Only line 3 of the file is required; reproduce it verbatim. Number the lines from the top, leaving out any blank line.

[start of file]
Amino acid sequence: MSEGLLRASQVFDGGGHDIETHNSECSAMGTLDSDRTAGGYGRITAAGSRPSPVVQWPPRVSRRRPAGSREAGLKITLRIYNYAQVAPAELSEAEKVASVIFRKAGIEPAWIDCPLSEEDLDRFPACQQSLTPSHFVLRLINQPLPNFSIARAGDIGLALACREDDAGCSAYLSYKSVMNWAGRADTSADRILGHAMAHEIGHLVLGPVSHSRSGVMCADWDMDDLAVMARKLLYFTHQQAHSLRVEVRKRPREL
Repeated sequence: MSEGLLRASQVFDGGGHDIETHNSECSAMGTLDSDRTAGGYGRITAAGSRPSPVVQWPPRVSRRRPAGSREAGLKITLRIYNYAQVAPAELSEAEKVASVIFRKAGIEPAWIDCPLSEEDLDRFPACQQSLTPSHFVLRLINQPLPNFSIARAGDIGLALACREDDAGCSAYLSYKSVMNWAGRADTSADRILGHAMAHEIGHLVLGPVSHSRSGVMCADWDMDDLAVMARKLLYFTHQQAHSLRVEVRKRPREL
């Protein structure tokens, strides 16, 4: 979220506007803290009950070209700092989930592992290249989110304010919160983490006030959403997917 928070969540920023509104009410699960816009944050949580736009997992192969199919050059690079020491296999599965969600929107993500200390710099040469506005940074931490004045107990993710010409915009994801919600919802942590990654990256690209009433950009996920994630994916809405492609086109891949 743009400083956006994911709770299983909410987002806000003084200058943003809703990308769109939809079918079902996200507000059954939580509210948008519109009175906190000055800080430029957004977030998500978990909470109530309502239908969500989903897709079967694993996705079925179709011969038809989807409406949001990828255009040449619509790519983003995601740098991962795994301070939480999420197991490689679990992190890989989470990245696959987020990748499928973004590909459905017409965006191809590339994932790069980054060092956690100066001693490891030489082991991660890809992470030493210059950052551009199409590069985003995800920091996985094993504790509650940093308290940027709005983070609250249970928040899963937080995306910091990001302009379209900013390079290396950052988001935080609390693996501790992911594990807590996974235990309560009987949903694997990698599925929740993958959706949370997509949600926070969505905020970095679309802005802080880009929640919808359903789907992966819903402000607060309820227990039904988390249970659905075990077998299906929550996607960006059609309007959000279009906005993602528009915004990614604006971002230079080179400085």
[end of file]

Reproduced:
């Protein structure tokens, strides 16, 4: 979220506007803290009950070209700092989930592992290249989110304010919160983490006030959403997917 928070969540920023509104009410699960816009944050949580736009997992192969199919050059690079020491296999599965969600929107993500200390710099040469506005940074931490004045107990993710010409915009994801919600919802942590990654990256690209009433950009996920994630994916809405492609086109891949 743009400083956006994911709770299983909410987002806000003084200058943003809703990308769109939809079918079902996200507000059954939580509210948008519109009175906190000055800080430029957004977030998500978990909470109530309502239908969500989903897709079967694993996705079925179709011969038809989807409406949001990828255009040449619509790519983003995601740098991962795994301070939480999420197991490689679990992190890989989470990245696959987020990748499928973004590909459905017409965006191809590339994932790069980054060092956690100066001693490891030489082991991660890809992470030493210059950052551009199409590069985003995800920091996985094993504790509650940093308290940027709005983070609250249970928040899963937080995306910091990001302009379209900013390079290396950052988001935080609390693996501790992911594990807590996974235990309560009987949903694997990698599925929740993958959706949370997509949600926070969505905020970095679309802005802080880009929640919808359903789907992966819903402000607060309820227990039904988390249970659905075990077998299906929550996607960006059609309007959000279009906005993602528009915004990614604006971002230079080179400085």